Jessica Lange’s new children’s book
by Nick Davies
Publishers Weekly reported last week that actress Jessica Lange has written a children’s book, It’s About a Little Bird, that will be published by Jabberwocky, an imprint of Chicago-based publisher Sourcebooks. It sounds like a charming story of two little girls who come across an antique birdcage in their grandmother’s barn, illustrated with Lange’s own photos.
Lange, of course, isn’t always known for the most kid-friendly roles, particularly thanks to her recent stint on American Horror Story. Below, you’ll find a slideshow of what some children’s books would look if they were written by a few of the more famous characters she’s played.
Big Edie Beale – Grey Gardens
The book: Robbie Raccoon Visits Grey Gardens
The premise: Robbie Raccoon lives on Long Island and has always been able to get by living off the considerable scraps of food thrown away by the well-to-do residents of the Hamptons; but it’s not always easy for a raccoon in an affluent neighborhood, where he’s considered a pest of the first order. So imagine his delight when one day, he finds a house that not only offers easy access due to its dilapidation, but a warm welcome from its human residents! A touching tale of inter-species cooperation and the budding friendship between the Beales, Robbie Raccoon, and his enormous family that quickly takes up residence in the attic of Grey Gardens.
Blance DuBois – A Streetcar Named Desire
The book: A Day at Belle Reve
The premise: Blanche takes the reader for a tour around her family home. Acknowledging but glossing over imagined questions from her guests such as “Who was that man at the gate shouting something about ‘mortgage?’” and “Isn’t that your husband holding hands with the handsome gardener?”, she keeps her focus on the beauty of the estate itself. The book ends with Blanche offering a teaser for the sequel, about what’s sure to be a charming trip to visit her sister in New Orleans.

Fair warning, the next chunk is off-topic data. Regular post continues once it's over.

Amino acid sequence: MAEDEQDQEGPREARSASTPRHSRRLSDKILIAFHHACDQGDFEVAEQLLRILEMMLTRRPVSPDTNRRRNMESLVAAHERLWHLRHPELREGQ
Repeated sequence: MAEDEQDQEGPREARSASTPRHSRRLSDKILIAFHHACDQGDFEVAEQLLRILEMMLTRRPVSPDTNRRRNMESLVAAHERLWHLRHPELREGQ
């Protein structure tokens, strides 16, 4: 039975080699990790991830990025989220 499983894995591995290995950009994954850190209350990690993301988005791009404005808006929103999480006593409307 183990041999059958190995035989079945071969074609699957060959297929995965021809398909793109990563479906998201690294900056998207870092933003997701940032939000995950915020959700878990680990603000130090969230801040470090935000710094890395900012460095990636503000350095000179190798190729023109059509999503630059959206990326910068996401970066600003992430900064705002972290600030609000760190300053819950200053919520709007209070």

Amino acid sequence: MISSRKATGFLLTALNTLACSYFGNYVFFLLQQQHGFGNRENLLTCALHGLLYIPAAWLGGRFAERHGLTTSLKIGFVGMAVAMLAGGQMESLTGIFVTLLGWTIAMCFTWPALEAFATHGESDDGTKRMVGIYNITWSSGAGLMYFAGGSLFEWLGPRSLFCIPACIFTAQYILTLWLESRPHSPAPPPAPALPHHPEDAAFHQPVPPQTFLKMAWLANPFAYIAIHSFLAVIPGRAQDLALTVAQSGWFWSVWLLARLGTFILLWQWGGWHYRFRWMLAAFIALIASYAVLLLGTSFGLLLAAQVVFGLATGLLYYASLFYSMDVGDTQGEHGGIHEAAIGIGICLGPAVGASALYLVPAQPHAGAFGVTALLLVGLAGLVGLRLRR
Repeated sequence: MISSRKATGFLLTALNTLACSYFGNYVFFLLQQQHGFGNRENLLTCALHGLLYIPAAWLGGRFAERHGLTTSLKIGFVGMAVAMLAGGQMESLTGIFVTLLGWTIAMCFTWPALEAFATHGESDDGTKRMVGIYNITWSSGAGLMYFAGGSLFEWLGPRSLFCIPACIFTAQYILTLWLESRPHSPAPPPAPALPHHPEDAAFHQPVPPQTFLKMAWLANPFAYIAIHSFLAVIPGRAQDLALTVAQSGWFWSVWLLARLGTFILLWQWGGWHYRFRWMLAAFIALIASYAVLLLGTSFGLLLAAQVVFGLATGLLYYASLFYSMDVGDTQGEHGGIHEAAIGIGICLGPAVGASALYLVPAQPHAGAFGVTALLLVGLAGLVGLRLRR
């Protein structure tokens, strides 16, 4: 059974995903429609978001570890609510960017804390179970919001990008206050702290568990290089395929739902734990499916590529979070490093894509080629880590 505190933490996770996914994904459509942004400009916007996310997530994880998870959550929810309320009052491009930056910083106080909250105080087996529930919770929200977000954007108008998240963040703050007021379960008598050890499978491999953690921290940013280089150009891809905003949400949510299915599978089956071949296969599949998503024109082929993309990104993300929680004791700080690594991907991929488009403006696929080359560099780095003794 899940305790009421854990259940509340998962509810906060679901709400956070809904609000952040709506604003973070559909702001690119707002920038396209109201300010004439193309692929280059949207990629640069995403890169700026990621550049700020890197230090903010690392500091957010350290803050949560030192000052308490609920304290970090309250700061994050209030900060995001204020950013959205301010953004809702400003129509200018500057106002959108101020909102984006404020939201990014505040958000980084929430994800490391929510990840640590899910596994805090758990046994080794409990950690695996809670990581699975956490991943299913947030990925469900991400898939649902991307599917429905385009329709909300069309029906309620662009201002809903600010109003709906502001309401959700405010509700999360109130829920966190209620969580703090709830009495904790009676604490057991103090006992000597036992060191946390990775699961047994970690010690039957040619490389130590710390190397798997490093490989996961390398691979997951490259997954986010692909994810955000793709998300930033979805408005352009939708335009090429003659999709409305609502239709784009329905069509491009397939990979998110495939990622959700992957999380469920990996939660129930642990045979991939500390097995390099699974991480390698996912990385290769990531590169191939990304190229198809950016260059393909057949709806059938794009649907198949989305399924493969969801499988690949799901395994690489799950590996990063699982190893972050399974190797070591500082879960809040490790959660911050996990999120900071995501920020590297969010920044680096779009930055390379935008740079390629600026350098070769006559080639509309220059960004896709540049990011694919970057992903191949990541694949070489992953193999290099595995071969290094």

Julie Nichols – Tootsie
The book: My Lady Friend Is a Gentleman!
The premise: As in the movie, Julie is shocked by the revelation that her friend Dorothy Michaels is actually a man. Initially stung by the betrayal by a close friend, Julie talks out her feelings with Dorothy, and the pair decide to host a cross-dressing costume party for their friends, realizing that what a person wears doesn’t make a person what they are—it’s what’s on the inside that counts.
Constance Langdon – American Horror Story
The book: It’s OK to Be the Antichrist
The premise: The first in a trilogy of American Horror Story books by Lange’s various characters. Constance’s grandson is sad because kids at school have been teasing him for being the embodiment of pure evil on earth. Ever the doting mother, she explains that people come in all shapes and sizes, and there’s no need to apologize for who he is. She recited a poem to him, part of which reads, “It’s OK to be a fireman / It’s OK to be a troll / It’s OK to be the Antichrist / It’s OK to have no soul.” Ends with a big hug.
Sister Jude/Judy Martin – American Horror Story: Asylum
The book: The Name Game
The premise: In a scene straight from the TV show, Sister Jude teaches the patients of Briarcliff Mental Institution the hit 1964 song “The Name Game.” Packaged with a CD, a Pepper doll, and a reversible Sister Jude/Judy Martin doll.
Fiona Goode – American Horror Story: Coven
The book: Which Witch Is Which?
The premise: The latest installment of American Horror Story hasn’t aired yet, but we do know that it will focus on witches and feature Lange as a Supreme witch. This book teaches readers the differences between the various kinds of witches, using Fiona’s students and historical figures as examples. The voodoo witch, the telekinetic witch, the fortune teller—which witch is YOUR favorite?
Nick Davies is a publicist at Melville House.